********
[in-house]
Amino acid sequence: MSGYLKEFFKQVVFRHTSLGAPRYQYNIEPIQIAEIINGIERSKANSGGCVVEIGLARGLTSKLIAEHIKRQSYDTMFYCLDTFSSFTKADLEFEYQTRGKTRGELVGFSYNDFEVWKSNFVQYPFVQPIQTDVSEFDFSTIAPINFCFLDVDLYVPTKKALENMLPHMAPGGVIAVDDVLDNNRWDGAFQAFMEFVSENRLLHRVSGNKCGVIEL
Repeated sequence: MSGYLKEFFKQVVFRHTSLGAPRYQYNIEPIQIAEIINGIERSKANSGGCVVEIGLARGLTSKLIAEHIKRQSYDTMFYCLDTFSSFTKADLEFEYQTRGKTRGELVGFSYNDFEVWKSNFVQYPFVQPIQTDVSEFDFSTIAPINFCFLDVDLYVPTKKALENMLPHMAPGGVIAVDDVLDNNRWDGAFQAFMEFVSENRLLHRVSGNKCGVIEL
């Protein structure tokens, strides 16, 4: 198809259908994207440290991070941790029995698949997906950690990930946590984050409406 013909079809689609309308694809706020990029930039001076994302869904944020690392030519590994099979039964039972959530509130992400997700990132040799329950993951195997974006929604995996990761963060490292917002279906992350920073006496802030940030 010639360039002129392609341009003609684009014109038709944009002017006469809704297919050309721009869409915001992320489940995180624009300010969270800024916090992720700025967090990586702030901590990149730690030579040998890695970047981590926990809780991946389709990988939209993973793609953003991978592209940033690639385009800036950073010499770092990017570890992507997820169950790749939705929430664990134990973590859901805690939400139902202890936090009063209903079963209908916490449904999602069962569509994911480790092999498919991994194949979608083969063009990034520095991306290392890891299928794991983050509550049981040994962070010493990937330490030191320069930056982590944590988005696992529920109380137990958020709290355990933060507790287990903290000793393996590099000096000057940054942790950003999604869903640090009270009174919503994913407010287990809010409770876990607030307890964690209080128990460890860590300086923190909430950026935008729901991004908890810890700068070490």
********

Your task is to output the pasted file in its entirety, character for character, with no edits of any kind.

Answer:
[in-house]
Amino acid sequence: MSGYLKEFFKQVVFRHTSLGAPRYQYNIEPIQIAEIINGIERSKANSGGCVVEIGLARGLTSKLIAEHIKRQSYDTMFYCLDTFSSFTKADLEFEYQTRGKTRGELVGFSYNDFEVWKSNFVQYPFVQPIQTDVSEFDFSTIAPINFCFLDVDLYVPTKKALENMLPHMAPGGVIAVDDVLDNNRWDGAFQAFMEFVSENRLLHRVSGNKCGVIEL
Repeated sequence: MSGYLKEFFKQVVFRHTSLGAPRYQYNIEPIQIAEIINGIERSKANSGGCVVEIGLARGLTSKLIAEHIKRQSYDTMFYCLDTFSSFTKADLEFEYQTRGKTRGELVGFSYNDFEVWKSNFVQYPFVQPIQTDVSEFDFSTIAPINFCFLDVDLYVPTKKALENMLPHMAPGGVIAVDDVLDNNRWDGAFQAFMEFVSENRLLHRVSGNKCGVIEL
């Protein structure tokens, strides 16, 4: 198809259908994207440290991070941790029995698949997906950690990930946590984050409406 013909079809689609309308694809706020990029930039001076994302869904944020690392030519590994099979039964039972959530509130992400997700990132040799329950993951195997974006929604995996990761963060490292917002279906992350920073006496802030940030 010639360039002129392609341009003609684009014109038709944009002017006469809704297919050309721009869409915001992320489940995180624009300010969270800024916090992720700025967090990586702030901590990149730690030579040998890695970047981590926990809780991946389709990988939209993973793609953003991978592209940033690639385009800036950073010499770092990017570890992507997820169950790749939705929430664990134990973590859901805690939400139902202890936090009063209903079963209908916490449904999602069962569509994911480790092999498919991994194949979608083969063009990034520095991306290392890891299928794991983050509550049981040994962070010493990937330490030191320069930056982590944590988005696992529920109380137990958020709290355990933060507790287990903290000793393996590099000096000057940054942790950003999604869903640090009270009174919503994913407010287990809010409770876990607030307890964690209080128990460890860590300086923190909430950026935008729901991004908890810890700068070490």